New York Times racing writer Joe Drape dropped a bomb on horse racing, reporting that Justify, the winner of the 2018 Triple Crown, tested positive for a regulated substance in California not long before the Kentucky Derby but California racing regulators hushed it up. Apparently, Justify tested positive for scopolamine, but the California Horse Racing Board kept it very quiet in the weeks leading up to the Derby, and eventually dismissed it in a closed door hearing, according to Drape. The predictable squawking and squirming started Thursday morning as Baffert strongly denied any insinuations about doping and blamed environmental contamination, since scopolamine is found in jimson weed, which gets in hay and feed. Churchill Downs said that Justify tested clean before and after the Kentucky Derby, and we assume the same is true for the Preakness and Belmont.
The peace and tranquility of a cool Sunday afternoon was pierced by the call across the scanner of a submerged car at Pendleton County's Kincaid Lake State Park boat dock with a five-year-old boy still inside. From all corners of the county, emergency personnel raced toward Kincaid and against the clock. The efforts were rewarded when the boy was pulled from the submerged car, responding.
Two-time Triple Crown-winning trainer Bob Baffert on Thursday denied giving Justify a banned medication. “I unequivocally reject any implication that scopolamine was ever intentionally administered to Justify, or any of my horses,” Baffert said in a statement. “Justify is one of the finest horses I’ve had the privilege of training and by any standard is one of the greatest of all time. I am proud to stand by his record, and my own.” Baffert blamed environmental contamination for a positive finding for the chemical, which is found in Jimson weed. He also said he had no “input into, or influence on, the decisions made by the California Horse Racing Board.”
A Laurel Circuit Court jury found a Corbin woman guilty of setting her husband on fire in 2017. The jury convicted Vera Wooton, 42, of one count of first-degree assault and recommended the minimum 10-year prison sentence. John Wooton suffered burns on more than half of his body from his knees to his neck in the incident on Aug. 7, 2017 outside their home.
A group of dignitaries graced McCreary County Sept. 5 to commemorate the grand opening of the Fibrotex USA facility in Stearns. Hosted by the Outdoor Venture Corporation’s CEO J.C. Egnew, the event celebrated the beginning of the partnership between the two companies, which is expected to add up to 350 full-time jobs to the county. With more than 200 guests in attendance, the opening celebration and ribbon-cutting ceremony officially began a new era for McCreary County.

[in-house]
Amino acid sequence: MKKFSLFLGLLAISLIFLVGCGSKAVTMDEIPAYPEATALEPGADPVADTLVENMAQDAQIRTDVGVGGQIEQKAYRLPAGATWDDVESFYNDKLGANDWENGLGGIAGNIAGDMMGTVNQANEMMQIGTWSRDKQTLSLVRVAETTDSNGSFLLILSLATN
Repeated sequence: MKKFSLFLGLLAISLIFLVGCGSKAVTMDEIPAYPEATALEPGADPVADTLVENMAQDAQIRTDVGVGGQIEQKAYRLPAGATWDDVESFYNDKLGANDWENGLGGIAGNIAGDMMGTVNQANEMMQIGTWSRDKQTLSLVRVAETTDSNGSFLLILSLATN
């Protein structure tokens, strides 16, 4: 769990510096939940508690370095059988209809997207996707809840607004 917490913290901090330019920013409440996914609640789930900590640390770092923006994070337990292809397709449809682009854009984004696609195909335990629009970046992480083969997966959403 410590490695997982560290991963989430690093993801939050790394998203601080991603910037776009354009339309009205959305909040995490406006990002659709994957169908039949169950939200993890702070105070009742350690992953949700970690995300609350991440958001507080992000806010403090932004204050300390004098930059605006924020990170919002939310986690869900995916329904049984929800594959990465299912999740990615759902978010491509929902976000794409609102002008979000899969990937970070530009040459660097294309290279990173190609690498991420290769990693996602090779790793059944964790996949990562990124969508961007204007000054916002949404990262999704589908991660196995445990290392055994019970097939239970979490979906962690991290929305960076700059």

Clark County was one of three counties included in a recent study highlighting syringe exchange programs’ vital role in helping those with substance use disorders get clean.Many in Clark, including this newspaper, have long believed the syringe exchange program is one of many right choices being made to address substance abuse, help people get clean and lead productive lives. Now a new study published last month has found significant evidence that backs up our beliefs. The study published in the Journal of Rural Health studied three Kentucky counties — Clark, Knox and Owsley — with syringe exchanges.
The Johnson County Sheriff’s Office said the efforts of 911 dispatch and four other agencies helped save the life of a 19-month-old Nicholas “Neko” LeCour last Thursday. According to the statement, at approximately 11 p.m., Sept. 5, 911 dispatchers received a medical emergency call regarding a 19-month-old male who was unresponsive and having seizures in the Riceville area of Johnson County. Paintsville EMS was dispatched, the statement said, but JCSO deputies Chad Penix and Luis Crespo Ramos, who were together patrolling the area of U.S. 23 south of Staffordsville, heard the call and realized that they could reach the child more quickly.
The first full day of the Paducah Area Chamber of Commerce's annual D.C. Fly-In ended on a high note with some promising news from Senate Majority Leader Mitch McConnell. The senator told the chamber delegation at a Wednesday night reception in the U.S. Capitol Building that he believes funding will be increased next year over previous amounts for the ongoing cleanup of the U.S. Department of Energy's Paducah Gaseous Diffusion Plant site. "We're actually going to be able to get more money for the cleanup this year than you had asked for," McConnell said.
The Rev. Jean-Rene Kalombo has a daily routine of walking a nearly 5-mile roundtrip from Fourth Street to Kroger inside Owensboro's Wesleyan Park Plaza. That built-up cardio came in handy on Saturday when the 56-year-old pastor of SS. Joseph and Paul Catholic Church pursued a thief on foot for at least 10 blocks.
A preliminary federal report says a Providence coal miner was killed when he was struck by a battery-powered scoop. The Mine Safety and Health Administration (MSHA) posted its first report on the death of Jeremy Elder Tuesday. It says Elder, 39, was working as a miner helper Sept. 5 at the Cardinal Mine between Manitou and Nebo.